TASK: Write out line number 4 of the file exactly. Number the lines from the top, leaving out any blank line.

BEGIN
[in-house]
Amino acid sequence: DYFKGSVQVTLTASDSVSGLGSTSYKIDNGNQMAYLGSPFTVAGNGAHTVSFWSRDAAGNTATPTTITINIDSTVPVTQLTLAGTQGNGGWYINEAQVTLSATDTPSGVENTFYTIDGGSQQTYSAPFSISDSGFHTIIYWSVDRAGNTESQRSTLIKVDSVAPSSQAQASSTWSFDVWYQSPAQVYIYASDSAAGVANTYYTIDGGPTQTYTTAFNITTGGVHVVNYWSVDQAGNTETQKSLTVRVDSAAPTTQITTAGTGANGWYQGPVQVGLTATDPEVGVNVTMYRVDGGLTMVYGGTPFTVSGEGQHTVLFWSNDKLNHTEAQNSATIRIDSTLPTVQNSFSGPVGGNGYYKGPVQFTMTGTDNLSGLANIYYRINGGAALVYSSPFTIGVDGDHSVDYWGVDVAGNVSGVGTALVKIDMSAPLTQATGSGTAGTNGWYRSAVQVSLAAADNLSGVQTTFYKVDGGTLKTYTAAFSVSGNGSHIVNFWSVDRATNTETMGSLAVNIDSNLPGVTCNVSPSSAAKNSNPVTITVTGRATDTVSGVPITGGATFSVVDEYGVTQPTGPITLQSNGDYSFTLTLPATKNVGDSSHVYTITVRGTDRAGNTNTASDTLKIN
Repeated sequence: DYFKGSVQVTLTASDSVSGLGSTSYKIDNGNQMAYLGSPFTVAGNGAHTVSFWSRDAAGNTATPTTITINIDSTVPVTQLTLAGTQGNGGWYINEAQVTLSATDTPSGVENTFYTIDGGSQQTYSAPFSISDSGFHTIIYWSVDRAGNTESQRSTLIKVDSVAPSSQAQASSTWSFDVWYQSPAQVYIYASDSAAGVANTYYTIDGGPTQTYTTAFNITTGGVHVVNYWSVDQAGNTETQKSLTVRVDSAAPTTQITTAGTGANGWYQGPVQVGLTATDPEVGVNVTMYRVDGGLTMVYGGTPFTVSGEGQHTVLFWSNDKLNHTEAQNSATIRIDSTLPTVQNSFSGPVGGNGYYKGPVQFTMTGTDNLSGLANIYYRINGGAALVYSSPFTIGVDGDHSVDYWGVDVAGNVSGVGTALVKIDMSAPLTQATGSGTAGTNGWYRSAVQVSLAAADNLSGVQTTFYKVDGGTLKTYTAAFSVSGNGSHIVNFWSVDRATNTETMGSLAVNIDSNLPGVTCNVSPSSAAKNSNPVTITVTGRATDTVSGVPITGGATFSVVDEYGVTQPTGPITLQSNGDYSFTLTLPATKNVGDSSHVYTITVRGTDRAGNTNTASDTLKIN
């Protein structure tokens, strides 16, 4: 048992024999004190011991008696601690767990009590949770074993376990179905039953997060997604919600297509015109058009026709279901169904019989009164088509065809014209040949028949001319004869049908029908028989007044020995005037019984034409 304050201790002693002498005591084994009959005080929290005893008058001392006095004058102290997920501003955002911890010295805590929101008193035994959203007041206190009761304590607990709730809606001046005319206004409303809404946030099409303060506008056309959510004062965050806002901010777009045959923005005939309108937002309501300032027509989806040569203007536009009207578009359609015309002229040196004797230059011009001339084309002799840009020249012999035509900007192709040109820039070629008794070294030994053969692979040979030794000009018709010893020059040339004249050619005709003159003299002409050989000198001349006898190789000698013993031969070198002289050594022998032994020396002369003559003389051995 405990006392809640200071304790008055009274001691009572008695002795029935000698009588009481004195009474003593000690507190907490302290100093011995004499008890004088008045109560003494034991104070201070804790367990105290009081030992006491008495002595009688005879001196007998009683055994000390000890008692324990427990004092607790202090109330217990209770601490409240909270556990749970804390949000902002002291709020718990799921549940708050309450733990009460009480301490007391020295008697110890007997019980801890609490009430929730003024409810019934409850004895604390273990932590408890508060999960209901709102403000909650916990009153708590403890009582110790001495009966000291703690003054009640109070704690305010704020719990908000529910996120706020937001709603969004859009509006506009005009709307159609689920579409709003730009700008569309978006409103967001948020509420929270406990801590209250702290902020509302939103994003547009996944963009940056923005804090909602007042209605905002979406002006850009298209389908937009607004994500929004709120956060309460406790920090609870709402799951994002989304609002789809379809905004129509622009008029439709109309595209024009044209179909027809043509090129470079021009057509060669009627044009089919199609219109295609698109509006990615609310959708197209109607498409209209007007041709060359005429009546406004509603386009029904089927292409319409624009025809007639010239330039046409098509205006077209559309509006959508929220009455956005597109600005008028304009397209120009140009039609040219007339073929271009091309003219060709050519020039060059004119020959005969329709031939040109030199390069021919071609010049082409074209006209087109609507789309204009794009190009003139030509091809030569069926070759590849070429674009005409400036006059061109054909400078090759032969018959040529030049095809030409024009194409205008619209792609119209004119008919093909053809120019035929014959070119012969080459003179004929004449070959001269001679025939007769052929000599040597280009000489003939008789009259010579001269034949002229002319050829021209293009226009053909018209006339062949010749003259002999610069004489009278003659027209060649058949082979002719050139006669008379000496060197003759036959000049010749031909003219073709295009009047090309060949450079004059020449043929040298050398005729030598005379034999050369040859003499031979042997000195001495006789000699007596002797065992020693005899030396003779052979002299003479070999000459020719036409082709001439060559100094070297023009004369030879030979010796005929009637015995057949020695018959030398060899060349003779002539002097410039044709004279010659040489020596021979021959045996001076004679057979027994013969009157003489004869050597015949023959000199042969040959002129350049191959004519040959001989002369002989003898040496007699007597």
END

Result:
């Protein structure tokens, strides 16, 4: 048992024999004190011991008696601690767990009590949770074993376990179905039953997060997604919600297509015109058009026709279901169904019989009164088509065809014209040949028949001319004869049908029908028989007044020995005037019984034409 304050201790002693002498005591084994009959005080929290005893008058001392006095004058102290997920501003955002911890010295805590929101008193035994959203007041206190009761304590607990709730809606001046005319206004409303809404946030099409303060506008056309959510004062965050806002901010777009045959923005005939309108937002309501300032027509989806040569203007536009009207578009359609015309002229040196004797230059011009001339084309002799840009020249012999035509900007192709040109820039070629008794070294030994053969692979040979030794000009018709010893020059040339004249050619005709003159003299002409050989000198001349006898190789000698013993031969070198002289050594022998032994020396002369003559003389051995 405990006392809640200071304790008055009274001691009572008695002795029935000698009588009481004195009474003593000690507190907490302290100093011995004499008890004088008045109560003494034991104070201070804790367990105290009081030992006491008495002595009688005879001196007998009683055994000390000890008692324990427990004092607790202090109330217990209770601490409240909270556990749970804390949000902002002291709020718990799921549940708050309450733990009460009480301490007391020295008697110890007997019980801890609490009430929730003024409810019934409850004895604390273990932590408890508060999960209901709102403000909650916990009153708590403890009582110790001495009966000291703690003054009640109070704690305010704020719990908000529910996120706020937001709603969004859009509006506009005009709307159609689920579409709003730009700008569309978006409103967001948020509420929270406990801590209250702290902020509302939103994003547009996944963009940056923005804090909602007042209605905002979406002006850009298209389908937009607004994500929004709120956060309460406790920090609870709402799951994002989304609002789809379809905004129509622009008029439709109309595209024009044209179909027809043509090129470079021009057509060669009627044009089919199609219109295609698109509006990615609310959708197209109607498409209209007007041709060359005429009546406004509603386009029904089927292409319409624009025809007639010239330039046409098509205006077209559309509006959508929220009455956005597109600005008028304009397209120009140009039609040219007339073929271009091309003219060709050519020039060059004119020959005969329709031939040109030199390069021919071609010049082409074209006209087109609507789309204009794009190009003139030509091809030569069926070759590849070429674009005409400036006059061109054909400078090759032969018959040529030049095809030409024009194409205008619209792609119209004119008919093909053809120019035929014959070119012969080459003179004929004449070959001269001679025939007769052929000599040597280009000489003939008789009259010579001269034949002229002319050829021209293009226009053909018209006339062949010749003259002999610069004489009278003659027209060649058949082979002719050139006669008379000496060197003759036959000049010749031909003219073709295009009047090309060949450079004059020449043929040298050398005729030598005379034999050369040859003499031979042997000195001495006789000699007596002797065992020693005899030396003779052979002299003479070999000459020719036409082709001439060559100094070297023009004369030879030979010796005929009637015995057949020695018959030398060899060349003779002539002097410039044709004279010659040489020596021979021959045996001076004679057979027994013969009157003489004869050597015949023959000199042969040959002129350049191959004519040959001989002369002989003898040496007699007597």